Chazen Museum of Art

Explore Art

Exhibitions

Every year, the Chazen organizes and presents between ten and twelve temporary exhibitions. These may be drawn from significant areas of the museum's own collection, designed to showcase the work of a notable living regional or national artist, or loaned to the museum from institutions around the world. Faculty and graduate students from UW–Madison or another institution may organize an exhibition in their area of expertise if it pertains to the museum collections or the campus academic programs.

There are three galleries dedicated to temporary exhibitions: the Pleasant T. Rowland Galleries on the first floor, the Leslie and Johanna Garfield Gallery on the second floor, and the Oscar F. and Louise Greiner Mayer Gallery in the Elvehjem building. The balance of exhibit space is dedicated to the Chazen’s permanent collection.

To enrich visitors' experience, the museum offers complementary educational programming including lectures, artist talks, films, receptions, docent tours, family activities, and other special events. Go to the individual exhibition page or the events calendar for more on our current programs.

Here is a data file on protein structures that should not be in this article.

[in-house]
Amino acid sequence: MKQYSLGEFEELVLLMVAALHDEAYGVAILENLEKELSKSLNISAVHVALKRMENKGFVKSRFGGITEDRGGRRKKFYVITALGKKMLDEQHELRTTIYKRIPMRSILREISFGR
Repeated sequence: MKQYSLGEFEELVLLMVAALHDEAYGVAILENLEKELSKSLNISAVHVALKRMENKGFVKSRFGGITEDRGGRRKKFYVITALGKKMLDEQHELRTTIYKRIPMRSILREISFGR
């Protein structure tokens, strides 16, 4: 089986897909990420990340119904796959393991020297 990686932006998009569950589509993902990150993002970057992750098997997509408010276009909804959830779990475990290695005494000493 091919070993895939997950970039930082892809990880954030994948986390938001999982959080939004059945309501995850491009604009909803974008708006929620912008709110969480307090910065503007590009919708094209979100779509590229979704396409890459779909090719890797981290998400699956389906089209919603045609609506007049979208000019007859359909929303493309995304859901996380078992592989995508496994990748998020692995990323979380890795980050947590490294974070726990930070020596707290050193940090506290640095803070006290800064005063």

Changing Hands: Art Without Reservation 3, Contemporary Native Art from the Northeast and Southeast

February 7 to April 27, 2014

Changing Hands: Art Without Reservation 3 presents works by Native artists in regions east of the Mississippi and recasts these works through the lens of contemporary art and design from around the globe.

Marginalia in cARTography

February 28 to May 18, 2014

Marginalia in cARTography explores the marginalia on maps dating from the thirteenth century through the 1960s. The exhibit includes nearly fifty maps drawn from thirteen libraries across the country, including UW–Madison’s Department of Special Collections and the Robinson Map Library.

Collections

When the Chazen Museum of Art opened in the fall of 1970 as the Elvehjem Art Center, the collection of 1,600 paintings and works on paper had been acquired by the UW–Madison since 1885. Today, there are over 20,000 works of art in the museum's collections. These holdings represent the entire spectrum of art history across culture, period, media, and genre. For more information about our collection visit the main Collections page. You can also search the collection or browse the categories below.

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